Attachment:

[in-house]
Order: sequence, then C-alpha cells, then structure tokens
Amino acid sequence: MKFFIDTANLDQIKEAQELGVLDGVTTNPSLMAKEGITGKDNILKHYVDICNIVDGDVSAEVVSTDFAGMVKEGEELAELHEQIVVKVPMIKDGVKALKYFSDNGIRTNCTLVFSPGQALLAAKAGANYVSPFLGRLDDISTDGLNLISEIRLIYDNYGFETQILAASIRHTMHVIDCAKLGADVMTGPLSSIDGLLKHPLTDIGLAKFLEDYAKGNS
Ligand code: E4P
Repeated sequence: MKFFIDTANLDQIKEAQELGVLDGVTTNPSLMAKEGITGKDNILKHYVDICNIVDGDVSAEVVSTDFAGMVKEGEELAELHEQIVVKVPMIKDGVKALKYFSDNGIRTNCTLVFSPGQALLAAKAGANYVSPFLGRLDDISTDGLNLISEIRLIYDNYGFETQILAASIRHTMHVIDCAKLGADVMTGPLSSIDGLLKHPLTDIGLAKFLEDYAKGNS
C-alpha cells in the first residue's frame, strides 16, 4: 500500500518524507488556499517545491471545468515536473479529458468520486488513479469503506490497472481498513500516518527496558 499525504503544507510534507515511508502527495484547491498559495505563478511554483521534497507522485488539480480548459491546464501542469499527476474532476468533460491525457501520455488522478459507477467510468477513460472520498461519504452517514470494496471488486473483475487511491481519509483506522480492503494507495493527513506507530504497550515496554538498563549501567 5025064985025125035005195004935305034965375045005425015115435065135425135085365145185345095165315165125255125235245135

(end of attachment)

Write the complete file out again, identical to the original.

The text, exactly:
[in-house]
Order: sequence, then C-alpha cells, then structure tokens
Amino acid sequence: MKFFIDTANLDQIKEAQELGVLDGVTTNPSLMAKEGITGKDNILKHYVDICNIVDGDVSAEVVSTDFAGMVKEGEELAELHEQIVVKVPMIKDGVKALKYFSDNGIRTNCTLVFSPGQALLAAKAGANYVSPFLGRLDDISTDGLNLISEIRLIYDNYGFETQILAASIRHTMHVIDCAKLGADVMTGPLSSIDGLLKHPLTDIGLAKFLEDYAKGNS
Ligand code: E4P
Repeated sequence: MKFFIDTANLDQIKEAQELGVLDGVTTNPSLMAKEGITGKDNILKHYVDICNIVDGDVSAEVVSTDFAGMVKEGEELAELHEQIVVKVPMIKDGVKALKYFSDNGIRTNCTLVFSPGQALLAAKAGANYVSPFLGRLDDISTDGLNLISEIRLIYDNYGFETQILAASIRHTMHVIDCAKLGADVMTGPLSSIDGLLKHPLTDIGLAKFLEDYAKGNS
C-alpha cells in the first residue's frame, strides 16, 4: 500500500518524507488556499517545491471545468515536473479529458468520486488513479469503506490497472481498513500516518527496558 499525504503544507510534507515511508502527495484547491498559495505563478511554483521534497507522485488539480480548459491546464501542469499527476474532476468533460491525457501520455488522478459507477467510468477513460472520498461519504452517514470494496471488486473483475487511491481519509483506522480492503494507495493527513506507530504497550515496554538498563549501567 5025064985025125035005195004935305034965375045005425015115435065135425135085365145185345095165315165125255125235245135